Unfortunately, the likelihood of replacing Scalia -- the court’s pre-eminent legal mind -- with even a pale imitation is slim. For it to happen
- the Senate will have to exhibit fortitude and delay the nomination of a successor.
- a Republican will have to win the presidency.
- the GOP will have to retain the Senate, and 24 GOP seats but only 10 Democrat ones are up for grab,
- the Republican president in office will have to nominate someone not a wolf in constitutionalist’s clothing; the chances of this alone happening are likely less than 50 percent.
The problem is we have allowed the Supreme Court to have what is called Judicial Supremacy with few exceptions since the 1803 Marvury vs. Madison ruling where the Supreme Court simply declared it. The Supremes, contrary to the Constitution, and popular imaginings, do not have judicial supremacy, and when legislators and the executive bow to an illegal ruling, they are breaking the law, plain and simple. Unfortunately, that has too often been the case during the last century, as the idea of a living constitution has taken hold. Justice Scalia's philosophy, and my own, is that the Constitution was written with ink, on parchment, and what it says stands until it is amended per the Constitution.
The idea that the Constitution is "living" came about because leftists (liberals, socialists, progressives, or communists depending on the era) were unable to get their agenda passed through legitimate means, so turned to the courts. In an attitude of "if we can't beat them, join them," conservatives have come to rely on the courts as well, and we have had limited success, particularly concerning Second Amendment issues. Scalia''s sudden death, however, has made abundantly clear the precarious ground on which we have been standing. When a single vote by one of nine people, people just like the rest of us with, no more moral authority, can change the "law of the land" as they apparently did in Obergefell, then we are no longer living in a nation of laws, we are ruled instead by nine autocrats seated in Washington.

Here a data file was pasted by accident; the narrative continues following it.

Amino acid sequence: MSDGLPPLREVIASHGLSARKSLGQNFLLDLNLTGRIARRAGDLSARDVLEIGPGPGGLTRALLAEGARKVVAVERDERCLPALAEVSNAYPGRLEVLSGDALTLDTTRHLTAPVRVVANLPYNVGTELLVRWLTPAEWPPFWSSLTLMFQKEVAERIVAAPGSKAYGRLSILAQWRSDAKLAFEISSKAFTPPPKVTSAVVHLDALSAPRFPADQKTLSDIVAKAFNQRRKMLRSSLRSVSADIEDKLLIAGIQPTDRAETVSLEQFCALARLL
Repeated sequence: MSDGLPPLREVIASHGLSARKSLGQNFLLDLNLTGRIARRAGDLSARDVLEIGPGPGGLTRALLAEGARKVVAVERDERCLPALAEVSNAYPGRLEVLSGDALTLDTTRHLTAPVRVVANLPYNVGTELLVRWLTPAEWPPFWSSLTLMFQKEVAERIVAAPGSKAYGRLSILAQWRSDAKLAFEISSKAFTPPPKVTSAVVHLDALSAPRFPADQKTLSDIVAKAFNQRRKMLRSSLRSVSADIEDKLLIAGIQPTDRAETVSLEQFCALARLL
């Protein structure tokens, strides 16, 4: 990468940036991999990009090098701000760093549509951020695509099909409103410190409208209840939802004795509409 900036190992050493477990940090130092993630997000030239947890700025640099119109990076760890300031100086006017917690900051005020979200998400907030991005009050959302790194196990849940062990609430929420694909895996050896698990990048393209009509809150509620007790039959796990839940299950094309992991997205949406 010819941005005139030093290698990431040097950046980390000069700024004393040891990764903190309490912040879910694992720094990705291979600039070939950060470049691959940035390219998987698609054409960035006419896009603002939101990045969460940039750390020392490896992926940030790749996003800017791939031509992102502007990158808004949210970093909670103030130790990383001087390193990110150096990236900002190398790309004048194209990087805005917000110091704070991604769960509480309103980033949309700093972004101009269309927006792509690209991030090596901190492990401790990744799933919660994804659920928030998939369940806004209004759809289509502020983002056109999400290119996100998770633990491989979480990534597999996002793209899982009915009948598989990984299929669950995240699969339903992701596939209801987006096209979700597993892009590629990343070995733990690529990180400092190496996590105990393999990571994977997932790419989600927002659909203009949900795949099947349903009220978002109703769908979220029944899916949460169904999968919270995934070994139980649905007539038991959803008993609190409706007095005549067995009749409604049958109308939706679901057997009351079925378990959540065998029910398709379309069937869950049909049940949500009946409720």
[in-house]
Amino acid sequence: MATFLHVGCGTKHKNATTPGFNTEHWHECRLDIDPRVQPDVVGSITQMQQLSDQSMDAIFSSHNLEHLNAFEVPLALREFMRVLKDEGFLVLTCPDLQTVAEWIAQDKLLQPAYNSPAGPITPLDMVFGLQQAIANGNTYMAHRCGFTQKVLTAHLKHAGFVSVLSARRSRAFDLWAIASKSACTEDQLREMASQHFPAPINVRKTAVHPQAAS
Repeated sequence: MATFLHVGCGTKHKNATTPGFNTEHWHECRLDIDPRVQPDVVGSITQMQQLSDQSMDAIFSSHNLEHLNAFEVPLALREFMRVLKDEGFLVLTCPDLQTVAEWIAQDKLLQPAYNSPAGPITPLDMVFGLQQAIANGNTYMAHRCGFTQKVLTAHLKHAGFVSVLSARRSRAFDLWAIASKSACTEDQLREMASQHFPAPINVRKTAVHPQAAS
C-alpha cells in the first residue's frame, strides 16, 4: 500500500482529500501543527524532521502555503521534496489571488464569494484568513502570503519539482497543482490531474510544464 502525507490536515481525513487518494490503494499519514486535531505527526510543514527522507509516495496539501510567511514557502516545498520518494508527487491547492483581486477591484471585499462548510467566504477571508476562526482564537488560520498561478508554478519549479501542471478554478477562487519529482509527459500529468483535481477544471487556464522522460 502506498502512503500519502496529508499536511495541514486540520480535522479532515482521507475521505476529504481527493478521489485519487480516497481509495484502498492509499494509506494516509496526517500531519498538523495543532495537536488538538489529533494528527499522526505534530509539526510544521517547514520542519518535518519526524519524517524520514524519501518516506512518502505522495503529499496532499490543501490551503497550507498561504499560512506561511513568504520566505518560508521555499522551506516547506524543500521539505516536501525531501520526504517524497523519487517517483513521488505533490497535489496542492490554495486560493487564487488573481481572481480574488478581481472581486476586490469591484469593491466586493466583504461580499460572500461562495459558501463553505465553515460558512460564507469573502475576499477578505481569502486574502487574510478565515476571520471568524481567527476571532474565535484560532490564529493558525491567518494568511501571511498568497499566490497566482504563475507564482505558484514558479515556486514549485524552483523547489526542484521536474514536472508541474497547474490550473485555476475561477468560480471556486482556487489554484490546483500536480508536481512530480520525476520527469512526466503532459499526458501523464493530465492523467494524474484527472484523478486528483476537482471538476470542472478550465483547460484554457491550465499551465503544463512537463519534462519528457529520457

The Founders would be rolling over in their graves.
But I did mention a solution, did't I. In Duke's words:
This brings us to Scalia’s comment, made in his dissenting opinion in the 2015 Obergefell v. Hodges (marriage) ruling. To wit: with “each decision... unabashedly based not on law” the Court moves “one step closer to being reminded of [its] impotence,” he warned his colleagues. To what was he referring?
Obviously, the Court has neither army nor police to enforce its judgments; it is government’s executive branch -- headed by the president on the federal level and governors in the states -- with the constitutional warrant to enforce law. And whatever executive branches don’t enforce doesn’t happen, period, no matter how much black-robed lawyers stamp their feet.What we need are more courageous conservative politicians to simply ignore uncostitutional rulings, ignore unconstitutional precedents, and begin steering the ship of state back to its moorings. But politicians alone can't do it. No man is an island, and if a politician feels, as he often must, that he is standing on a branch that is about to be sawed off...well, what do you expect? Conservatives have to take yet another page from the leftists playbook, and become more active in supporting conservative causes, making ourselves heard, making of ourselves an absolute pain in the patuckus. It is the only way we have been able to fight the gun grabbers to a stand still, and it is what needs to happen to the rest of the conservative causes.